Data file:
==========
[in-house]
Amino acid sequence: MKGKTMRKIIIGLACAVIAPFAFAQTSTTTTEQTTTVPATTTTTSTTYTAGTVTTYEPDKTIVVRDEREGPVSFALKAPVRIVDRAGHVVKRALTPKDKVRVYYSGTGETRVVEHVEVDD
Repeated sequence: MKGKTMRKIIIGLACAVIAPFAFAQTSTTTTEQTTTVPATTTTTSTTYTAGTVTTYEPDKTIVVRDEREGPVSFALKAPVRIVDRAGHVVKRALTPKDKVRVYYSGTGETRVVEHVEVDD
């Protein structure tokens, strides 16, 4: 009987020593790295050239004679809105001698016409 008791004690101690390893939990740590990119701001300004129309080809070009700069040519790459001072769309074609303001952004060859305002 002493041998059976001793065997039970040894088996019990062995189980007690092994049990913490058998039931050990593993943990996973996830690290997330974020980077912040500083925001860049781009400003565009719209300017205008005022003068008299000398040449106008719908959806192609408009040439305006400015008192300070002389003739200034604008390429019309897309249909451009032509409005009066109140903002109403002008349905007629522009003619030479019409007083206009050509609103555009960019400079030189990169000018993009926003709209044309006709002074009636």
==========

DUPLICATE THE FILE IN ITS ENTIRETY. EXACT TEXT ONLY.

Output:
[in-house]
Amino acid sequence: MKGKTMRKIIIGLACAVIAPFAFAQTSTTTTEQTTTVPATTTTTSTTYTAGTVTTYEPDKTIVVRDEREGPVSFALKAPVRIVDRAGHVVKRALTPKDKVRVYYSGTGETRVVEHVEVDD
Repeated sequence: MKGKTMRKIIIGLACAVIAPFAFAQTSTTTTEQTTTVPATTTTTSTTYTAGTVTTYEPDKTIVVRDEREGPVSFALKAPVRIVDRAGHVVKRALTPKDKVRVYYSGTGETRVVEHVEVDD
């Protein structure tokens, strides 16, 4: 009987020593790295050239004679809105001698016409 008791004690101690390893939990740590990119701001300004129309080809070009700069040519790459001072769309074609303001952004060859305002 002493041998059976001793065997039970040894088996019990062995189980007690092994049990913490058998039931050990593993943990996973996830690290997330974020980077912040500083925001860049781009400003565009719209300017205008005022003068008299000398040449106008719908959806192609408009040439305006400015008192300070002389003739200034604008390429019309897309249909451009032509409005009066109140903002109403002008349905007629522009003619030479019409007083206009050509609103555009960019400079030189990169000018993009926003709209044309006709002074009636």